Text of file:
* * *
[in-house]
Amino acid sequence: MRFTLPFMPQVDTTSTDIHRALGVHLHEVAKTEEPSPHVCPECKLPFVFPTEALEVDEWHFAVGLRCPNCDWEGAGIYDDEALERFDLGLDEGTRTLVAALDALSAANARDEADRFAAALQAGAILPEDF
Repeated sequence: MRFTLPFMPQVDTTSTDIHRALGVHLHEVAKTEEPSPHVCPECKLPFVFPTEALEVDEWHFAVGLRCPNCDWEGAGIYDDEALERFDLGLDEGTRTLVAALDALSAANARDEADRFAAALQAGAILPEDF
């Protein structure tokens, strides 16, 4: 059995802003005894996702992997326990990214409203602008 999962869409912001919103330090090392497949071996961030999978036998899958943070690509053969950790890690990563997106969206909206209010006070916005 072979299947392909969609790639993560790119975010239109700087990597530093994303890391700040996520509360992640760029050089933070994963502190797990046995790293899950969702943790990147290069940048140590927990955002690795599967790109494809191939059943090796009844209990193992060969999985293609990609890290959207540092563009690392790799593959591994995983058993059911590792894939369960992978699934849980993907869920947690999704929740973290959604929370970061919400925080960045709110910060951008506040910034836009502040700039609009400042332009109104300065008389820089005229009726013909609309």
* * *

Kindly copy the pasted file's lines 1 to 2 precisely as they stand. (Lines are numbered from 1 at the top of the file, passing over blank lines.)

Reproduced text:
[in-house]
Amino acid sequence: MRFTLPFMPQVDTTSTDIHRALGVHLHEVAKTEEPSPHVCPECKLPFVFPTEALEVDEWHFAVGLRCPNCDWEGAGIYDDEALERFDLGLDEGTRTLVAALDALSAANARDEADRFAAALQAGAILPEDF